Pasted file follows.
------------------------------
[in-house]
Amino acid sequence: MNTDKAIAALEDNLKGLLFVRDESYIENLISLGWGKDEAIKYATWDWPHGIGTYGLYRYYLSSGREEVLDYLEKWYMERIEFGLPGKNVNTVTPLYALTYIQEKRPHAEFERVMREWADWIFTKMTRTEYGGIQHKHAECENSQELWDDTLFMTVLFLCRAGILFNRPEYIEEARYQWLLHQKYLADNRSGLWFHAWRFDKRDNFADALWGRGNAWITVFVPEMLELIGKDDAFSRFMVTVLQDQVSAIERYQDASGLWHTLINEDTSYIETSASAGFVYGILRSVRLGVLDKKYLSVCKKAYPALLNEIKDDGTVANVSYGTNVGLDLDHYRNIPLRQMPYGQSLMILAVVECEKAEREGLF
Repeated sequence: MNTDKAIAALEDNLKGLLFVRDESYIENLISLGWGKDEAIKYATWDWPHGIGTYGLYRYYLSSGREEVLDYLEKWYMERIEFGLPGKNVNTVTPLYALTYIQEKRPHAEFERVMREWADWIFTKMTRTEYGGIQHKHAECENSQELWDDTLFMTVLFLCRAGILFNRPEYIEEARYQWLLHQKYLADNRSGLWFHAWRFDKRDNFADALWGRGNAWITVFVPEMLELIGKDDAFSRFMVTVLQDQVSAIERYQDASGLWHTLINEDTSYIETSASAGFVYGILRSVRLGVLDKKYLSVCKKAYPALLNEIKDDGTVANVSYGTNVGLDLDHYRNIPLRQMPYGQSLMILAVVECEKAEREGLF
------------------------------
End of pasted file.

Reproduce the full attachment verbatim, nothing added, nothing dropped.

[in-house]
Amino acid sequence: MNTDKAIAALEDNLKGLLFVRDESYIENLISLGWGKDEAIKYATWDWPHGIGTYGLYRYYLSSGREEVLDYLEKWYMERIEFGLPGKNVNTVTPLYALTYIQEKRPHAEFERVMREWADWIFTKMTRTEYGGIQHKHAECENSQELWDDTLFMTVLFLCRAGILFNRPEYIEEARYQWLLHQKYLADNRSGLWFHAWRFDKRDNFADALWGRGNAWITVFVPEMLELIGKDDAFSRFMVTVLQDQVSAIERYQDASGLWHTLINEDTSYIETSASAGFVYGILRSVRLGVLDKKYLSVCKKAYPALLNEIKDDGTVANVSYGTNVGLDLDHYRNIPLRQMPYGQSLMILAVVECEKAEREGLF
Repeated sequence: MNTDKAIAALEDNLKGLLFVRDESYIENLISLGWGKDEAIKYATWDWPHGIGTYGLYRYYLSSGREEVLDYLEKWYMERIEFGLPGKNVNTVTPLYALTYIQEKRPHAEFERVMREWADWIFTKMTRTEYGGIQHKHAECENSQELWDDTLFMTVLFLCRAGILFNRPEYIEEARYQWLLHQKYLADNRSGLWFHAWRFDKRDNFADALWGRGNAWITVFVPEMLELIGKDDAFSRFMVTVLQDQVSAIERYQDASGLWHTLINEDTSYIETSASAGFVYGILRSVRLGVLDKKYLSVCKKAYPALLNEIKDDGTVANVSYGTNVGLDLDHYRNIPLRQMPYGQSLMILAVVECEKAEREGLF